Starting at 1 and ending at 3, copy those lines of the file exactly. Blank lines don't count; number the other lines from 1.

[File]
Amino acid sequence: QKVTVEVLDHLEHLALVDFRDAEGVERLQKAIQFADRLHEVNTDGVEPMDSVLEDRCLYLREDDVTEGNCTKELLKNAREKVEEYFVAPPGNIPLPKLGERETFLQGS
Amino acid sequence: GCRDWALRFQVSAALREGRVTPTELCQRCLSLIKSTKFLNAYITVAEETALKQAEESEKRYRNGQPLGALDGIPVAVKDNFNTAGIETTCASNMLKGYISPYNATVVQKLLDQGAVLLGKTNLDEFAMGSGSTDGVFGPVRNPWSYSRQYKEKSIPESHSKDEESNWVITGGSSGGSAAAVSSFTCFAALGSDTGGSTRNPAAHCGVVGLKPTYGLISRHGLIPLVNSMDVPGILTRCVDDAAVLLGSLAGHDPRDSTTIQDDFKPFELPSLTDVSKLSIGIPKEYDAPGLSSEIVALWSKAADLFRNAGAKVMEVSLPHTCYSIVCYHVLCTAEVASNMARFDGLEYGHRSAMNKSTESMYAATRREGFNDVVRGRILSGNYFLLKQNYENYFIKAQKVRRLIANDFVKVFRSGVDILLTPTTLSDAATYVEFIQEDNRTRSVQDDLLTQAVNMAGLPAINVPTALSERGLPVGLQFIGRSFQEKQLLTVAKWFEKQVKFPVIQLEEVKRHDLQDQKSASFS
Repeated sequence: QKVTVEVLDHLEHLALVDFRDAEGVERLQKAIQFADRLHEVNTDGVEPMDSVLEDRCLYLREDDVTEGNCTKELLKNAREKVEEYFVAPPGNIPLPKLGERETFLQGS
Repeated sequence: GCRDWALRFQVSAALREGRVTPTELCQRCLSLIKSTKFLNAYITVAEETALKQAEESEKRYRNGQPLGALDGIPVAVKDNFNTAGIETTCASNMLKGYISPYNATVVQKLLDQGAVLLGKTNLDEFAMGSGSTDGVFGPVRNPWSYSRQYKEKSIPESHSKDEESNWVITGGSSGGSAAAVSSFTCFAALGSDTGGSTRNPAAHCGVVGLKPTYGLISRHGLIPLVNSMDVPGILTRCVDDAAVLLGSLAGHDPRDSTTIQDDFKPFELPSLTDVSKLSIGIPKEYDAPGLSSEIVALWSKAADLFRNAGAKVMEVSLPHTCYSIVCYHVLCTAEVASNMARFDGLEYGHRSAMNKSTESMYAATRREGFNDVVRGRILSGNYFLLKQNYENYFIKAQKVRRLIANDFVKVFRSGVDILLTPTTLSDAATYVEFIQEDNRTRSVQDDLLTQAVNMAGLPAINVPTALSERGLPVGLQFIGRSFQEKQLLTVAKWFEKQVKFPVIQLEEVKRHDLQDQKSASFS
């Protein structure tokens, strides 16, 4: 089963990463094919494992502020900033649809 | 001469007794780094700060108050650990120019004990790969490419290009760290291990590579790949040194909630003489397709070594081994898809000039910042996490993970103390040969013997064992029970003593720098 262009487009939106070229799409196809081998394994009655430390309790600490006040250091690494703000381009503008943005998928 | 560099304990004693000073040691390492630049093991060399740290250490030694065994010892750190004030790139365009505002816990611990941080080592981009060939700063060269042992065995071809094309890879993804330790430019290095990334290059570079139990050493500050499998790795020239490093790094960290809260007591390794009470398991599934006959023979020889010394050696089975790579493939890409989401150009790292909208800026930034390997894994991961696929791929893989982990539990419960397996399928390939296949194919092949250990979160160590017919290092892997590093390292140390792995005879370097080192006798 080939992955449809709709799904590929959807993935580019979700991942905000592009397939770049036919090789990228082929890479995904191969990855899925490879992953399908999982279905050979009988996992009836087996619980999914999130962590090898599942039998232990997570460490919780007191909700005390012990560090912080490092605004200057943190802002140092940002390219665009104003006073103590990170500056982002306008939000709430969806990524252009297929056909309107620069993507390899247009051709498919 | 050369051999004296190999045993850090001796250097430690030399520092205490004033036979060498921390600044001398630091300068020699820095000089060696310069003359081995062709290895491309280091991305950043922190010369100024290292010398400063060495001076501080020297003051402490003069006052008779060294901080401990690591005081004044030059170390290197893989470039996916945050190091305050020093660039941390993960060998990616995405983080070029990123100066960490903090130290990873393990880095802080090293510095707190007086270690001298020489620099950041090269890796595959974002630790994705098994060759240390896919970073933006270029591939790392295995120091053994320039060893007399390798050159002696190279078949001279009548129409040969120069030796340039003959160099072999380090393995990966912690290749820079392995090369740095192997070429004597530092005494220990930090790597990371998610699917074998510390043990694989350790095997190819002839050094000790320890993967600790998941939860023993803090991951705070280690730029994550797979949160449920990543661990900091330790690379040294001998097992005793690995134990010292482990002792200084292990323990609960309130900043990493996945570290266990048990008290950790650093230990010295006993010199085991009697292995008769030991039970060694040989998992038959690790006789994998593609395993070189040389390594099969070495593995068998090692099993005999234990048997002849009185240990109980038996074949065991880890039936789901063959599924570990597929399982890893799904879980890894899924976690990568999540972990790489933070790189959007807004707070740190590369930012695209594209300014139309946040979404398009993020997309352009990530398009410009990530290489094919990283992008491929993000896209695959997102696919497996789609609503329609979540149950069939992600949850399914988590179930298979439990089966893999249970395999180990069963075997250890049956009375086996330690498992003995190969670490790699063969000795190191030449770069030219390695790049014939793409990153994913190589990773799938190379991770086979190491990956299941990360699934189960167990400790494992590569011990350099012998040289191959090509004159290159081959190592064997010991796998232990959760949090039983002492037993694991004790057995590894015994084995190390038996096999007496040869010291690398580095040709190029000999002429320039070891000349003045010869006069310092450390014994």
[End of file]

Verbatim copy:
Amino acid sequence: QKVTVEVLDHLEHLALVDFRDAEGVERLQKAIQFADRLHEVNTDGVEPMDSVLEDRCLYLREDDVTEGNCTKELLKNAREKVEEYFVAPPGNIPLPKLGERETFLQGS
Amino acid sequence: GCRDWALRFQVSAALREGRVTPTELCQRCLSLIKSTKFLNAYITVAEETALKQAEESEKRYRNGQPLGALDGIPVAVKDNFNTAGIETTCASNMLKGYISPYNATVVQKLLDQGAVLLGKTNLDEFAMGSGSTDGVFGPVRNPWSYSRQYKEKSIPESHSKDEESNWVITGGSSGGSAAAVSSFTCFAALGSDTGGSTRNPAAHCGVVGLKPTYGLISRHGLIPLVNSMDVPGILTRCVDDAAVLLGSLAGHDPRDSTTIQDDFKPFELPSLTDVSKLSIGIPKEYDAPGLSSEIVALWSKAADLFRNAGAKVMEVSLPHTCYSIVCYHVLCTAEVASNMARFDGLEYGHRSAMNKSTESMYAATRREGFNDVVRGRILSGNYFLLKQNYENYFIKAQKVRRLIANDFVKVFRSGVDILLTPTTLSDAATYVEFIQEDNRTRSVQDDLLTQAVNMAGLPAINVPTALSERGLPVGLQFIGRSFQEKQLLTVAKWFEKQVKFPVIQLEEVKRHDLQDQKSASFS
Repeated sequence: QKVTVEVLDHLEHLALVDFRDAEGVERLQKAIQFADRLHEVNTDGVEPMDSVLEDRCLYLREDDVTEGNCTKELLKNAREKVEEYFVAPPGNIPLPKLGERETFLQGS